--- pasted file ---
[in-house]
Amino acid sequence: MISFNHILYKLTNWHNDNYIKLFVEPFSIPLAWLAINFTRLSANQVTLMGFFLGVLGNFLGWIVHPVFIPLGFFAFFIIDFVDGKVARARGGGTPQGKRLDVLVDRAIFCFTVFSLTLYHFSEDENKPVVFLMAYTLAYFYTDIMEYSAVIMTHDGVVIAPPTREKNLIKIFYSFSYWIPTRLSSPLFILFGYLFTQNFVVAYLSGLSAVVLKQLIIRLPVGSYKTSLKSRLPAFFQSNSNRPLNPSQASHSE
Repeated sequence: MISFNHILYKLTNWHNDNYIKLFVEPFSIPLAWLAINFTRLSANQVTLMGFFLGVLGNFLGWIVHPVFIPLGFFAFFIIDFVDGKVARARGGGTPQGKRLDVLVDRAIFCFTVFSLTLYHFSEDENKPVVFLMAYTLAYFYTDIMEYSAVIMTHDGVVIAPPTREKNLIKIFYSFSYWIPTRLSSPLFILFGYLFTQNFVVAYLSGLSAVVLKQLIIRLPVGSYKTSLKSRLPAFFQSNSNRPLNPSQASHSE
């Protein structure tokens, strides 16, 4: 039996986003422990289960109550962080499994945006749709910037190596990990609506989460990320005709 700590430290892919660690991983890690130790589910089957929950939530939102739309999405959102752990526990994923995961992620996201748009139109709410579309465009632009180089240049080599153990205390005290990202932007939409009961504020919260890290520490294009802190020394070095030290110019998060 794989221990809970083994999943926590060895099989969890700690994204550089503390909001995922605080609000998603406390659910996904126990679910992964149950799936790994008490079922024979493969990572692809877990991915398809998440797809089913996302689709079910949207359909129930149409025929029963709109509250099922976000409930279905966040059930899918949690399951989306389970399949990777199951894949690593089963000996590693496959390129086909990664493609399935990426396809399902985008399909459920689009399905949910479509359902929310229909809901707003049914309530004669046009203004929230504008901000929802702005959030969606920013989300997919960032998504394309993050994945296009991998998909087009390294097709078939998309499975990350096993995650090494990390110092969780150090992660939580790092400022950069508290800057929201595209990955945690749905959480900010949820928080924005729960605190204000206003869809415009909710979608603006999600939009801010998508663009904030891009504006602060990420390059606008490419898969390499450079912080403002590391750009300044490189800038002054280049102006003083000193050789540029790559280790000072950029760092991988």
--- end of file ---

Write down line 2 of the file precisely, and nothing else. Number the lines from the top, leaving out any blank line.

Amino acid sequence: MISFNHILYKLTNWHNDNYIKLFVEPFSIPLAWLAINFTRLSANQVTLMGFFLGVLGNFLGWIVHPVFIPLGFFAFFIIDFVDGKVARARGGGTPQGKRLDVLVDRAIFCFTVFSLTLYHFSEDENKPVVFLMAYTLAYFYTDIMEYSAVIMTHDGVVIAPPTREKNLIKIFYSFSYWIPTRLSSPLFILFGYLFTQNFVVAYLSGLSAVVLKQLIIRLPVGSYKTSLKSRLPAFFQSNSNRPLNPSQASHSE